How To Reduce Ear Pressure When Flying

Here’s a guest article by Joan McKechnie, BSc Hons Audiology & Speech Pathology. Joan works for hearing aid vendor Hearing Direct and maintains a blog with useful information on hearing.

How To Reduce Ear Pressure When Flying

In 2010 more than two billion people chose to fly either for business or pleasure. Many of those have experienced the sensation of their ears ‘popping’ on takeoff or landing. For some people this can be quite uncomfortable or even painful.

Before we discuss the various means to help ease this sensation, let’s look at the reason for this happening.

What Causes Air Pressure changes In The Ear:

The middle ear, which is mostly an air-filled cavity, is affected by changes in the surrounding air pressure. Ordinarily, the eustachian tube, a passageway that leads from the middle ear to the back of the throat equalises the air pressure in the middle ear to the outside air pressure by opening and letting air reach the middle ear. ). If the pressure isn’t equalised, the higher air pressure pushes on one side of the eardrum and causes pressure. This can be from a decrease in air pressure (when an aircraft is climbing) or by increase in air pressure (when going below sea level, diving and when an aircraft is descending. When our ears “pop” while yawning or swallowing, the eustachian tubes are adjusting the air pressure in the middle ears.

In adults – For most people the sensation is a little uncomfortable, which in some cases may lead to slight pain. Normally, the pressure build up will last for only a short while until the eustachian tubes let the air pressure equalize on both sides of the eardrums.

In children – While adults are usually able to withstand this strange sensation caused by changes in middle ear air pressure, this may be more uncomfortable or even painful for young children. It is important to explain to younger travellers with you that the sensation is temporary and will not cause any long term damage.

How To Reduce Ear Pressure When Flying:

Suggestions to help overcome this are to chew on sweets or chewing gum or yawn while the plane is ascending and descending. There are also ear shaped products which can be worn when flying such as Earplanes which use filters to help regulate air pressure. Recommended means to reduce air pressure amongst adults and children.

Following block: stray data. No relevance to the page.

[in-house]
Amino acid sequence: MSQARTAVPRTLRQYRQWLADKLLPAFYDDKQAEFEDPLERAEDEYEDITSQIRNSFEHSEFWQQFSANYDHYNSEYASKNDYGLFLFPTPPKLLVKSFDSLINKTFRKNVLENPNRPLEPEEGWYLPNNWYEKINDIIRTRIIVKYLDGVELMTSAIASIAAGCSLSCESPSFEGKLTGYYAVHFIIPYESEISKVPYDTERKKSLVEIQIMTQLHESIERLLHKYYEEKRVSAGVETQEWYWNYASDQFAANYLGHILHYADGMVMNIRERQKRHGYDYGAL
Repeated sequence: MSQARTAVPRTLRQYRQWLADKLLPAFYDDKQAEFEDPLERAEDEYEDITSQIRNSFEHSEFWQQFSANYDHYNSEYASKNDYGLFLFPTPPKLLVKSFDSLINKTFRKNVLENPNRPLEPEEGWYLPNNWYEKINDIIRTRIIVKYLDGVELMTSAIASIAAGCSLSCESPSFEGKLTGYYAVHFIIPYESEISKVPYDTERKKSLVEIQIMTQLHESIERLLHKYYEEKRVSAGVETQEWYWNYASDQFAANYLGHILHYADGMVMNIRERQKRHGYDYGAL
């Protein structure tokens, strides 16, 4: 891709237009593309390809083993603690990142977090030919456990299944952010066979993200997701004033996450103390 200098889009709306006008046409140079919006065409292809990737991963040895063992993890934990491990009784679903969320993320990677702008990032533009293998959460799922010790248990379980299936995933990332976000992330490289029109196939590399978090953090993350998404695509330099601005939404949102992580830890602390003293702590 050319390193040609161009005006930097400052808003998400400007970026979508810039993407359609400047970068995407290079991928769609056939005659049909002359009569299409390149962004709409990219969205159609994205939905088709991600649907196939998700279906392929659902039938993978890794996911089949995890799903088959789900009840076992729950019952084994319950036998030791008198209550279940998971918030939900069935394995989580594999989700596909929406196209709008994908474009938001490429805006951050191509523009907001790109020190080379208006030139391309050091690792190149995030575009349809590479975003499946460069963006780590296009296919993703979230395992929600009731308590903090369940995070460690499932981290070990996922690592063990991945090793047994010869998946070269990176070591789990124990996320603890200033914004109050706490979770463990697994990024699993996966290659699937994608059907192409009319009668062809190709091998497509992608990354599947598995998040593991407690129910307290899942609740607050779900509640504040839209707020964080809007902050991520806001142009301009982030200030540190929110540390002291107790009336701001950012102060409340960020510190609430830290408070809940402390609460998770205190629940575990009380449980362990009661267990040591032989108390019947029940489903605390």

For Adults – Earplanes are especially useful for adults as they regulate air pressure and reduce noise within the ear canal for a more comfortable journey. Children on the other hand may find a foreign object inside their ear uncomfortable. Adult may also take a decongestant tablet or syrup before the flight which can help reduce ear pain. Lastly, another effective method is blowing up a special balloon which is attached to a small tube. The thin tube fits into one nostril. You then blow up the balloon through that nostril, keeping the other nostril closed with a finger. This method must be prescribed by a doctor and suitable for adults only.

For Children – Chew on sweets or chewing gum or yawn is helpful for both adults and children. However, if the air pressure changes too quickly and swallowing is not done fast enough, this method may prove less effective. To give this method the best possible chances to work, make sure the child is wide wake during take off and landing.

This old blog entry has more advice for flying with kids.

Note: If you are suffering from some kind of upper respiratory tract infection your eustachian tubes may be blocked so your doctor may caution against flying in some cases.

Filed Under: Travel safety

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